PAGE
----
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DPA compliance: Tracking changes to Data Protection Act guidelines
This article is part of the June 2011 issue of IT in Europe
For a piece of legislation that first hit the statute book in 1984, the Data Protection Act (DPA) has weathered remarkably well. By sticking to broad principles and avoiding any reference to specific technologies from the start, it has managed to stay relevant for nearly 30 years, despite huge social and technological changes. The underlying guidelines, embodied in eight simple principles, are easy to understand and remain a model of clear-sighted lawmaking. Although it was updated in 1998 to bring it into line with EU legislation (which it had influenced), the act has remained essentially the same. So why has the act caused so much confusion and been the subject of so much misinterpretation over the years? Some organisations appear to use it as a convenient veil to avoid releasing any information at all, while others still treat personal information with reckless abandon. Even the police got it wrong, most notably in the Soham murders investigation of 2002 where an overly strict interpretation of the act’s requirements caused ...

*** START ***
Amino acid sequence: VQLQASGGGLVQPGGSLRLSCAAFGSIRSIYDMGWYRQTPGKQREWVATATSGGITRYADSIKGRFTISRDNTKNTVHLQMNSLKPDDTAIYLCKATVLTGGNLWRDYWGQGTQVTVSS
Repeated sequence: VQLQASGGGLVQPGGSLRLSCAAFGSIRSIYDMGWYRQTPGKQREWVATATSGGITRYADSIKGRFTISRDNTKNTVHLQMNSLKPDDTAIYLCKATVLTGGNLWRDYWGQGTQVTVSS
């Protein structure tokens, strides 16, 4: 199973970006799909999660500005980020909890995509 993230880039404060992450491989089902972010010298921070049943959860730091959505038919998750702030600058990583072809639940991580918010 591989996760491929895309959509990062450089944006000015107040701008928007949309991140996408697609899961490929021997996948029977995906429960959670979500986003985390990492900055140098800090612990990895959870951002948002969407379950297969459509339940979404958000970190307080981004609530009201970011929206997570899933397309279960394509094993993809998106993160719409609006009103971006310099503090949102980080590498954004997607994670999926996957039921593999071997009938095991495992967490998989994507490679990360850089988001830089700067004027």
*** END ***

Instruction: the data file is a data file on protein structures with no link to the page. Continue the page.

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Features in this issue
Products to secure smartphones and cloud computing are in short supply.
For DPA compliance, a ‘tick-box’ approach is not an option. Therefore, the trick is to simply to keep out of trouble and avoid obvious negligence. Alan Calder explains how.
News in this issue
Can organisations expect a more prescriptive Data Protection Act in the future? UK Bureau Chief Ron Condon examines the law's prospects.
The Kaspersky kidnapping serves to remind that threats to some information security pros involve more than stolen credit card details.